The dozen refugees gathered at a spot just south of the deep blue waters of the Sea of Galilee to build their new community, safe from the rising tide of antisemitism in Europe.
It was an ambitious experiment. The 10 men and two women set out to create an agrarian Jewish utopia in what was then the Ottoman Empire, but none had any experience in agriculture. They had been raised in eastern European ghettos, far from any farms.
They formally founded their settlement sometime in 1909 or 1910 and called it Deganya.
Despite their lack of experience, the group quickly turned the barren but fertile land into a thriving agricultural collective. What started as a cluster of huts grew three decades later later into a community of 60 homes and a dozen public buildings. Deganya’s main export was milk, but the community also sent out 20,000 bunches of bananas, 12,000 boxes of oranges and grapefruits and 15,000 boxes of tomatoes a year.
Deganya, which is still inhabited today, is considered Israel’s first kibbutz. Its success prompted imitators, and by 1950 – two years after Israel came into existence – there were 67,550 people living on 214 kibbutzim (the Hebrew plural of kibbutz) across the country, according to the Jewish Virtual Library. While each settlement was different, all were underpinned by the economic and interpersonal ideals of socialism and the spirit of Zionism. Kibbutzim were run democratically, with their profits pooled and shared by members.
In Israel’s early days, the kibbutzim were an important economic driver for Israel and an integral part of the country’s identity. Volunteers from across the world – including US Senator Bernie Sanders – flocked to the kibbutzim to pick fruit during the day and enjoy the community lifestyle at night.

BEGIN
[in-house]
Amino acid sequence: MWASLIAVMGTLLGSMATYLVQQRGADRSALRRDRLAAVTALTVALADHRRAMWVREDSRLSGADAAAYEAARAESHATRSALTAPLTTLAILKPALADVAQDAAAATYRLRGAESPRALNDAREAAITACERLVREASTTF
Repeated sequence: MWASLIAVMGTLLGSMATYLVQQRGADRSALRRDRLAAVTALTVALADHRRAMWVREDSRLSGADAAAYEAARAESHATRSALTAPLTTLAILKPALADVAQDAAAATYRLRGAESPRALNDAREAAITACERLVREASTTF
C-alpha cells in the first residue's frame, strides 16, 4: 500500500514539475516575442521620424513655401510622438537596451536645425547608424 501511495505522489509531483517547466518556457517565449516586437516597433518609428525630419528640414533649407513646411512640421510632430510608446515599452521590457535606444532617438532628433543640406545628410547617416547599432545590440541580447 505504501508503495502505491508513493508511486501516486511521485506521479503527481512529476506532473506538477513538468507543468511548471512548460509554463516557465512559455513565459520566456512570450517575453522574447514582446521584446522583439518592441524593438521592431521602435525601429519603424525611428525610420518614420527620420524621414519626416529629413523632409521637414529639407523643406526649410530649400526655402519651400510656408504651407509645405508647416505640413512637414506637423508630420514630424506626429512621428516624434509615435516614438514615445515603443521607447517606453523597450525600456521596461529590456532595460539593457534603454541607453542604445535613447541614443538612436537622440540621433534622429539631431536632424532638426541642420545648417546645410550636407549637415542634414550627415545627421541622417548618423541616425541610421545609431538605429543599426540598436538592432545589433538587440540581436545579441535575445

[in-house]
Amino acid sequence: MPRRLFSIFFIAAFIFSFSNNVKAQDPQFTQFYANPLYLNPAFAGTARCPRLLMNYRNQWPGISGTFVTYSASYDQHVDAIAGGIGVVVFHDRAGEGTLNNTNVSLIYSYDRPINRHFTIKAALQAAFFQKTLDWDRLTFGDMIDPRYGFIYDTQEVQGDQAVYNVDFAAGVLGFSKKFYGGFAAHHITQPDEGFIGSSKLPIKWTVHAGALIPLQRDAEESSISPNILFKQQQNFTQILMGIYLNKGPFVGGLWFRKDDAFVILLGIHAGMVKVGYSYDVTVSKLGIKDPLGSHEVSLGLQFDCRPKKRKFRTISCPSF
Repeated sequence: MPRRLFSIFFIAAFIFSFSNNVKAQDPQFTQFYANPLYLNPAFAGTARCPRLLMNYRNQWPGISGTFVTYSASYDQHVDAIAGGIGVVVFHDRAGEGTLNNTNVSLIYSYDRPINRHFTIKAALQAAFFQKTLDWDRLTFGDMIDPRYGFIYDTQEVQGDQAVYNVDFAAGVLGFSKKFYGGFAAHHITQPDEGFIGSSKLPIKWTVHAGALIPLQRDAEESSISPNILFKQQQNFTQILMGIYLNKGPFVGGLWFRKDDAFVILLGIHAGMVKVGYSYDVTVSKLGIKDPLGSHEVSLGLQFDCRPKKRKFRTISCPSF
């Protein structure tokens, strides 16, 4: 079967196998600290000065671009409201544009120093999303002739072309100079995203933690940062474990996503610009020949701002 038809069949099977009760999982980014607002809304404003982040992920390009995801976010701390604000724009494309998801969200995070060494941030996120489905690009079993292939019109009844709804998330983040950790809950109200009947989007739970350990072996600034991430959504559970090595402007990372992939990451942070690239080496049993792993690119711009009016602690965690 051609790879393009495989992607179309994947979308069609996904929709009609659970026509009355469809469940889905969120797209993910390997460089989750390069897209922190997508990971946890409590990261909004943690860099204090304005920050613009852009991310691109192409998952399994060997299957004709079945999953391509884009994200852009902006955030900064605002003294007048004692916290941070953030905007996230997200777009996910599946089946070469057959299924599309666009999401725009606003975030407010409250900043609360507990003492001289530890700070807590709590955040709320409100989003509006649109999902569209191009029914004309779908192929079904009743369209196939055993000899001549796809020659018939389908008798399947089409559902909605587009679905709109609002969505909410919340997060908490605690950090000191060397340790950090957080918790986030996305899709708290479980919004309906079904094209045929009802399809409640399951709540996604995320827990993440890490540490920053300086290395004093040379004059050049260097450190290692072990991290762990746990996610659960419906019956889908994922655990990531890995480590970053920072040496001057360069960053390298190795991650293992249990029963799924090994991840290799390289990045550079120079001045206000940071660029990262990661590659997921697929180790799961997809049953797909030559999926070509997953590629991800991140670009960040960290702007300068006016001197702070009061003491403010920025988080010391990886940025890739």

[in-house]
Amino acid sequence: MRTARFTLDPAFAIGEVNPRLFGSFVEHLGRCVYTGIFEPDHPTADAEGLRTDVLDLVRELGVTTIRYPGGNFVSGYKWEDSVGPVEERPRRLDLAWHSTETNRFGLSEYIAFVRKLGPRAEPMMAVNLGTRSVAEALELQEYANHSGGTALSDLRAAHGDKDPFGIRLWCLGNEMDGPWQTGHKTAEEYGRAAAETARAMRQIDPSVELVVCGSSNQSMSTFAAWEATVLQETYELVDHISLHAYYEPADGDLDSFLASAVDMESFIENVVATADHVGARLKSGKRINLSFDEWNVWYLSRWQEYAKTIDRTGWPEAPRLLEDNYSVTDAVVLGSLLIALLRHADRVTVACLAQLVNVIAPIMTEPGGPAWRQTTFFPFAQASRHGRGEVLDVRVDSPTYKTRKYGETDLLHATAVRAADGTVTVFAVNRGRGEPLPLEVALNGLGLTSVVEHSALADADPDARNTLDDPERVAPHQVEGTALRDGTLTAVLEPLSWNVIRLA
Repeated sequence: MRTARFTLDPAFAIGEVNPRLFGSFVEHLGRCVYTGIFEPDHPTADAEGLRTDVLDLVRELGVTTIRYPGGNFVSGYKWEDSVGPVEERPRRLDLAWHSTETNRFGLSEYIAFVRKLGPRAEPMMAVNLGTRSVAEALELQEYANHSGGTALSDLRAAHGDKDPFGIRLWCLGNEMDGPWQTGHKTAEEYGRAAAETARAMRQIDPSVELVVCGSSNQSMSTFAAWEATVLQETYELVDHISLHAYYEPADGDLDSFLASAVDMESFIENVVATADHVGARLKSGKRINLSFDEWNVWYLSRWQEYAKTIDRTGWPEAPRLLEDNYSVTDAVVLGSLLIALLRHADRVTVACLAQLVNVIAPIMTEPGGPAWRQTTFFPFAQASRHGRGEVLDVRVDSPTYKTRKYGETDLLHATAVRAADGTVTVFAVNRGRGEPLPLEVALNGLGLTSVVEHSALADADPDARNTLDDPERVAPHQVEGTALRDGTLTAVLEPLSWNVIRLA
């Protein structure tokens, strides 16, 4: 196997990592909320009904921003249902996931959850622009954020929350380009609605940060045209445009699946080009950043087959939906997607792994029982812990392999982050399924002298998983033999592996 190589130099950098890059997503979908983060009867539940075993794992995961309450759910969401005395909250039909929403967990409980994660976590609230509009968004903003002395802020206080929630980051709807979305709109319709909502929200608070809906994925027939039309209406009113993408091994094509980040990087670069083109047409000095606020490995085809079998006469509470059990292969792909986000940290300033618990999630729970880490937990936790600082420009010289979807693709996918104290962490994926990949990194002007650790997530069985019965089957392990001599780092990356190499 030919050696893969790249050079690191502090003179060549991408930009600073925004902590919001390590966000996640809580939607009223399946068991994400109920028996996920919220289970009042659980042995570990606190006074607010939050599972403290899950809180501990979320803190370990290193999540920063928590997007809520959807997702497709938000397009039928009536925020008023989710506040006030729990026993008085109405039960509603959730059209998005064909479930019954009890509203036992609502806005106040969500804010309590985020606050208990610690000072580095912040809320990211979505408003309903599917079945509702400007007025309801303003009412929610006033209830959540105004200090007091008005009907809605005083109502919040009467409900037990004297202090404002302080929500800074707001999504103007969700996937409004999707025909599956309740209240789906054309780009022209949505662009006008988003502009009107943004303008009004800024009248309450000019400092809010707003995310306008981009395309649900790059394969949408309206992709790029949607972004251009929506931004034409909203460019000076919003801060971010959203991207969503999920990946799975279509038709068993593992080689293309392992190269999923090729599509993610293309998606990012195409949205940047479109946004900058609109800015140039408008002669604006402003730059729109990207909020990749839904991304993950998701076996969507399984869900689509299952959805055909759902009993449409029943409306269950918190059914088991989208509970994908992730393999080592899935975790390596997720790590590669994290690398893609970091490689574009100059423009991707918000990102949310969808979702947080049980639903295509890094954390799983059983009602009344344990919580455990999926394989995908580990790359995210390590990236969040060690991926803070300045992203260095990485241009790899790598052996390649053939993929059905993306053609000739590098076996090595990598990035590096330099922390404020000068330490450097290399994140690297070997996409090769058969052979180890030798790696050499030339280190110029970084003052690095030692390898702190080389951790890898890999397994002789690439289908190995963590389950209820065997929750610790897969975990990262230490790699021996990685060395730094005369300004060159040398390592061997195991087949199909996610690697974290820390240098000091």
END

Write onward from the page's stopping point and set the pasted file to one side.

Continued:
But as Israel transformed from a poor, desert state to a vibrant modern economy, the influence and prominence of the kibbutzim waned.
Today about 125,000 people – a fraction of Israel’s 9 million-plus population – live on the approximately 250 kibbutzim scattered across the country, according to the Jewish Agency for Israel. Modern kibbutzim have populations from 100 to 1,000, are secular and have embraced capitalism. Foreign employees, especially from Thailand, now work the land. Today, only 30 kibbutzim still take volunteers, according to The Jerusalem Post.
But the kibbutzniks, as kibbutz residents are known, are still largely viewed as left-leaning. Many disapprove of of the current ultranationalist Israeli government’s policies toward Gaza and the West Bank.
Ilan Troen, a professor emeritus of Brandeis University in Massachusetts, said his daughter, Deborah Matias, chose to live on a kibbutz to enjoy the chaos of a large family, as she had grown up as one of six children. On Holit kibbutz she was in charge of organizing festivals, parties and celebrations.
Israeli-American academic Hayim Katsman, who also lived on Holit, was “very pro-peace,” his siblings said.
And Adrienne Neta of kibbutz Be’eri “devoted her life to helping other people of all races and genders in her practice as a nurse,” her son told reporters at a news conference on Tuesday.
Their politics and way of life, however, meant little to the terrorists who raided several kibbutzim during Hamas’ surprise blitz on Israel early Saturday morning.
Troen’s daughter and Katsman were killed in the attack. Neta is missing from Be’eri kibbutz, a community of about 1,000 near Gaza known for its successful printing press and art galleries, where more than 100 bodies have been found.
Nearby Kfar Aza is a kibbutz of about 765 that is home to a successful plastic business, with an annual turnover of about $300 million, and a sound and lighting company that has outfitted shows for The Rolling Stones, Radiohead, Britney Spears, Guns N’ Roses, Rihanna and Justin Timberlake, according to its website.
The Israeli military said Kfar Aza was the site of a “massacre,” with women, children, toddlers and the elderly “brutally butchered in an ISIS way of action.”
“Many of the residents who lived there believed in peace, coexistence and mutual respect and had friends in Gaza,” IDF spokesman Lt. Col. Jonathan Conricus told CNN.